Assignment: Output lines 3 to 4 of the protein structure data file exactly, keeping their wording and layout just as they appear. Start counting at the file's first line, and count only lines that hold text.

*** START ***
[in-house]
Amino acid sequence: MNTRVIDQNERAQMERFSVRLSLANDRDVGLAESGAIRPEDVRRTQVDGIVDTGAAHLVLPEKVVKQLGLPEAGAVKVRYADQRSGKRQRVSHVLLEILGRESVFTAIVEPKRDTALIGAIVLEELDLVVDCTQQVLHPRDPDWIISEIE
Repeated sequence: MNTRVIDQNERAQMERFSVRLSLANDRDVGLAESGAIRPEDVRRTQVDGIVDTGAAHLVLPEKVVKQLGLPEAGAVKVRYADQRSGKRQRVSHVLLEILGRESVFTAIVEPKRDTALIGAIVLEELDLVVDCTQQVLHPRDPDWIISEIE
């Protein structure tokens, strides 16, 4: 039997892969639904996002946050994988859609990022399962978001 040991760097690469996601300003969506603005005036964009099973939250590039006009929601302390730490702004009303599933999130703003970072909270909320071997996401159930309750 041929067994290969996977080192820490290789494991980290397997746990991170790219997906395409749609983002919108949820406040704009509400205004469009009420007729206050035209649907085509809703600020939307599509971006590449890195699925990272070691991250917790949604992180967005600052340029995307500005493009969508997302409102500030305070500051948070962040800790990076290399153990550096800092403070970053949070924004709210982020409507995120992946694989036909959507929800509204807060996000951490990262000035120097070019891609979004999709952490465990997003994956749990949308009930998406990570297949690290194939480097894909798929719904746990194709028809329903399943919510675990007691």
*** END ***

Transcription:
Repeated sequence: MNTRVIDQNERAQMERFSVRLSLANDRDVGLAESGAIRPEDVRRTQVDGIVDTGAAHLVLPEKVVKQLGLPEAGAVKVRYADQRSGKRQRVSHVLLEILGRESVFTAIVEPKRDTALIGAIVLEELDLVVDCTQQVLHPRDPDWIISEIE
């Protein structure tokens, strides 16, 4: 039997892969639904996002946050994988859609990022399962978001 040991760097690469996601300003969506603005005036964009099973939250590039006009929601302390730490702004009303599933999130703003970072909270909320071997996401159930309750 041929067994290969996977080192820490290789494991980290397997746990991170790219997906395409749609983002919108949820406040704009509400205004469009009420007729206050035209649907085509809703600020939307599509971006590449890195699925990272070691991250917790949604992180967005600052340029995307500005493009969508997302409102500030305070500051948070962040800790990076290399153990550096800092403070970053949070924004709210982020409507995120992946694989036909959507929800509204807060996000951490990262000035120097070019891609979004999709952490465990997003994956749990949308009930998406990570297949690290194939480097894909798929719904746990194709028809329903399943919510675990007691």